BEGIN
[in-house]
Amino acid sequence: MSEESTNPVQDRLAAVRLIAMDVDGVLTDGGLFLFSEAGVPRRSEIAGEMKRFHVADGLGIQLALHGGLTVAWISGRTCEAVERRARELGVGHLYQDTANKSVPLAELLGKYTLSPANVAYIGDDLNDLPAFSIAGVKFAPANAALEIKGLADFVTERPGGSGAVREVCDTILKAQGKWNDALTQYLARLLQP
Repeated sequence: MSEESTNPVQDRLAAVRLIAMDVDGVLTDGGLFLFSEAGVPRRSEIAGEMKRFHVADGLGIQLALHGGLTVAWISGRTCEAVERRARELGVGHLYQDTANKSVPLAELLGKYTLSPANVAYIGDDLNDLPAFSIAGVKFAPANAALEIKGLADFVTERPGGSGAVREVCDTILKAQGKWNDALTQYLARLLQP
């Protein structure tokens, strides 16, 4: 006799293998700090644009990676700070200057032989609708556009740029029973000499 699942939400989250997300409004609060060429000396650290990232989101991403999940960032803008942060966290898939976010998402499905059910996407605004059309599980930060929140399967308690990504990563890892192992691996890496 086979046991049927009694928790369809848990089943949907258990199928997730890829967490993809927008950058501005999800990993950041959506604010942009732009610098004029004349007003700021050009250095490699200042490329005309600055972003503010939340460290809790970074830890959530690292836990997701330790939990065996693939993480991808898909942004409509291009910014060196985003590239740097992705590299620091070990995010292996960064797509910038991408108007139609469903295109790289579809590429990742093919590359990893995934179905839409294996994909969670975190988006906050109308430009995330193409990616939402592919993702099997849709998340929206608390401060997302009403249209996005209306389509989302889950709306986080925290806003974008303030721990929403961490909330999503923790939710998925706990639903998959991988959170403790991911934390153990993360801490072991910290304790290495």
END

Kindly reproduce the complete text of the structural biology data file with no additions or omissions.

[in-house]
Amino acid sequence: MSEESTNPVQDRLAAVRLIAMDVDGVLTDGGLFLFSEAGVPRRSEIAGEMKRFHVADGLGIQLALHGGLTVAWISGRTCEAVERRARELGVGHLYQDTANKSVPLAELLGKYTLSPANVAYIGDDLNDLPAFSIAGVKFAPANAALEIKGLADFVTERPGGSGAVREVCDTILKAQGKWNDALTQYLARLLQP
Repeated sequence: MSEESTNPVQDRLAAVRLIAMDVDGVLTDGGLFLFSEAGVPRRSEIAGEMKRFHVADGLGIQLALHGGLTVAWISGRTCEAVERRARELGVGHLYQDTANKSVPLAELLGKYTLSPANVAYIGDDLNDLPAFSIAGVKFAPANAALEIKGLADFVTERPGGSGAVREVCDTILKAQGKWNDALTQYLARLLQP
């Protein structure tokens, strides 16, 4: 006799293998700090644009990676700070200057032989609708556009740029029973000499 699942939400989250997300409004609060060429000396650290990232989101991403999940960032803008942060966290898939976010998402499905059910996407605004059309599980930060929140399967308690990504990563890892192992691996890496 086979046991049927009694928790369809848990089943949907258990199928997730890829967490993809927008950058501005999800990993950041959506604010942009732009610098004029004349007003700021050009250095490699200042490329005309600055972003503010939340460290809790970074830890959530690292836990997701330790939990065996693939993480991808898909942004409509291009910014060196985003590239740097992705590299620091070990995010292996960064797509910038991408108007139609469903295109790289579809590429990742093919590359990893995934179905839409294996994909969670975190988006906050109308430009995330193409990616939402592919993702099997849709998340929206608390401060997302009403249209996005209306389509989302889950709306986080925290806003974008303030721990929403961490909330999503923790939710998925706990639903998959991988959170403790991911934390153990993360801490072991910290304790290495």